After filling out my ballot, I thought, “I just voted for a black guy, gay marriage, and pot. What planet are we on?!” At 20 years old, I thought it would be 75 years before seeing that kind of progress. Actually, I thought I would be dead, or frozen in a cryogenic pod. So glad I live in Washington State and nowhere else.
Because this election is so important to me, I wanted to write down some thoughts for my great-great grandchildren to read when Facebook and blogging are social media relics they teach in high school history.
Regarding that which turns you into a Frito-eating machine, i.e. ‘The Pot,’ as kids are calling it these days, I voted “Hokay!” I’m most interested in seeing The Supreme Court vs. The State of Washington in what is (hopefully) a thoughtful, interesting showdown that leads to a greater national conversation. It’s long overdue, but someone needs to get it there, and I’m hoping Washington will trailblaze.
I voted for the Nazi Kenyan again; you know how much I like antisemitism and African heat, especially together. But if Mitt Romney is elected, I’m not really worried. You can only vote human beings into office. Robots not allowed.
No surprise here, but I voted to approve people marrying whoever they goddamn want. When someone asks me “What did you do when _______ weren’t considered equal?”, I’ll have an answer I can be proud of. 45 years ago, Justin and I couldn’t have been married if it wasn’t for people like us fighting for equality back then. And why? Because Justin looks like he’s been toiling away in a tulip mine alongside his fair-skinned brethren, and I have a tan.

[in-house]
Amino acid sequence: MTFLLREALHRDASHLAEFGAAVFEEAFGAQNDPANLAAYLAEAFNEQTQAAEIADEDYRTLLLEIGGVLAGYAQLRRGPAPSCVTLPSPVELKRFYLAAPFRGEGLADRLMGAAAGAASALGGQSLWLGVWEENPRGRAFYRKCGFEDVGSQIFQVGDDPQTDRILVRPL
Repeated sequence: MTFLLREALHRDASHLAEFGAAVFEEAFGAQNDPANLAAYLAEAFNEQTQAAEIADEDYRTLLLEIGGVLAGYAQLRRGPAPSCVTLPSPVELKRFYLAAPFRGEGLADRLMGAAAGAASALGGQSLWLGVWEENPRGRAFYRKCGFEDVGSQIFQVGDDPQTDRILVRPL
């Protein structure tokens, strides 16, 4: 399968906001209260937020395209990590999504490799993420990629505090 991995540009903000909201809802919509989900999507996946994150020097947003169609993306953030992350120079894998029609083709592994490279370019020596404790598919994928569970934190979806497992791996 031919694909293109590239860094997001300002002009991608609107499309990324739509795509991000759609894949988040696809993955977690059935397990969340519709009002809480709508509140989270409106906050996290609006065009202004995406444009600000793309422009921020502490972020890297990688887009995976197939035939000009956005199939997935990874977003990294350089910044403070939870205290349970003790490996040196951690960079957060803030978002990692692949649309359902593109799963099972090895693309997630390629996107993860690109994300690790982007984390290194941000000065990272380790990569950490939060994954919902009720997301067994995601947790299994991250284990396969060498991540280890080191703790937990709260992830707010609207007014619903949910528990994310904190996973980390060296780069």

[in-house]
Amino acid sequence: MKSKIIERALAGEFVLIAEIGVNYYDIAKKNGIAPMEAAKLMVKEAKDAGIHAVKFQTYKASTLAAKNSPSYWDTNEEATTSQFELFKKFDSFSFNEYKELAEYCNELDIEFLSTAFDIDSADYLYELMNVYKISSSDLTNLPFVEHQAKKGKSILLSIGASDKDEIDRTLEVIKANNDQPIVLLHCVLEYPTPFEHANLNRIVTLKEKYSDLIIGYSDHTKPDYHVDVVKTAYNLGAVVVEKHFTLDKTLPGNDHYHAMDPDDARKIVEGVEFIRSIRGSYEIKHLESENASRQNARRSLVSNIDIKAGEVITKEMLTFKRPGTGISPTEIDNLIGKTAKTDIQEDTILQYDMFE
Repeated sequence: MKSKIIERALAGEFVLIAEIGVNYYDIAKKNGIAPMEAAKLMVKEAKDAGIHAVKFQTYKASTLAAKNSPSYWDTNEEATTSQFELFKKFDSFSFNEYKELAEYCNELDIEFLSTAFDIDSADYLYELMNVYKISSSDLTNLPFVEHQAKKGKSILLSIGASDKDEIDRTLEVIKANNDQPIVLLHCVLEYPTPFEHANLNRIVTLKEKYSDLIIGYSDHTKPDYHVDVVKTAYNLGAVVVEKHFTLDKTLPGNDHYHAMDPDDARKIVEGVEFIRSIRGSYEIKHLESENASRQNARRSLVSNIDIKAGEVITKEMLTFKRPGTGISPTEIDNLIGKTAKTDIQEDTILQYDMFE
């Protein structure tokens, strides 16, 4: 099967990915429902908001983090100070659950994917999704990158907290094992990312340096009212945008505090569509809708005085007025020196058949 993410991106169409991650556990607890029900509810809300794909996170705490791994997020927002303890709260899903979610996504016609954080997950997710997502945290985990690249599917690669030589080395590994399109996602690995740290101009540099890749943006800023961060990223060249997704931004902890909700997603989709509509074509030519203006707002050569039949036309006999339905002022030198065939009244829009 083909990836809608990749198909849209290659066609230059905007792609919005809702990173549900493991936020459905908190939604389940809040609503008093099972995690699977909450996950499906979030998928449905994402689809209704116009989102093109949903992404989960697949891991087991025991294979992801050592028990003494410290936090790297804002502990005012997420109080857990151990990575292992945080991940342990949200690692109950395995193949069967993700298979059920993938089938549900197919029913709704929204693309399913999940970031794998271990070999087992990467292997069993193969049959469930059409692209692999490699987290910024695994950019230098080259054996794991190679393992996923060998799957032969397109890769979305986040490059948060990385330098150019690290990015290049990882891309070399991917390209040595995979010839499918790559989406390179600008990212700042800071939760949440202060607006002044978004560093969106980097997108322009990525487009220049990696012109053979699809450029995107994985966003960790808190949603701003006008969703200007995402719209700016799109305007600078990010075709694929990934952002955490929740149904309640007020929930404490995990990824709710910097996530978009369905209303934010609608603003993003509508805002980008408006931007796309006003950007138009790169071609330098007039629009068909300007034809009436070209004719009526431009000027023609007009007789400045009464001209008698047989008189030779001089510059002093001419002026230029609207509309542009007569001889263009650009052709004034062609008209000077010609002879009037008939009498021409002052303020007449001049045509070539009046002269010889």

Bottom line, there is NO WAY that I, as a
1) woman (legally allowed to vote in 1920)
2) of color (legally allowed to vote in 1870, had I been a man)
3) marrying someone outside of my race (illegal until 1967)
will vote against progress toward a more open-minded, accepting society. Who am I to deny the happiness of anyone for any reason? I don’t believe in second class citizens, and thanks to courageous people who came before me, I’m not considered one. Equal rights were ready for me, in their protracted adolescence, by the time I arrived on the scene. I hope it’s ready for the next batch of people, namely the rainbow parade, because Equality isn’t a question mark. It’s three exclamation marks, the number one, and another exclamation mark; everybody knows that. Or maybe it’s a never-ending cake that no one is allergic to — yes! That’s what it is. Equality Cake of America: Tastes like shit but everybody gets some.
I hope by the end of this week, we’re all eating carbs together, cake and Fritos. That’s MY America.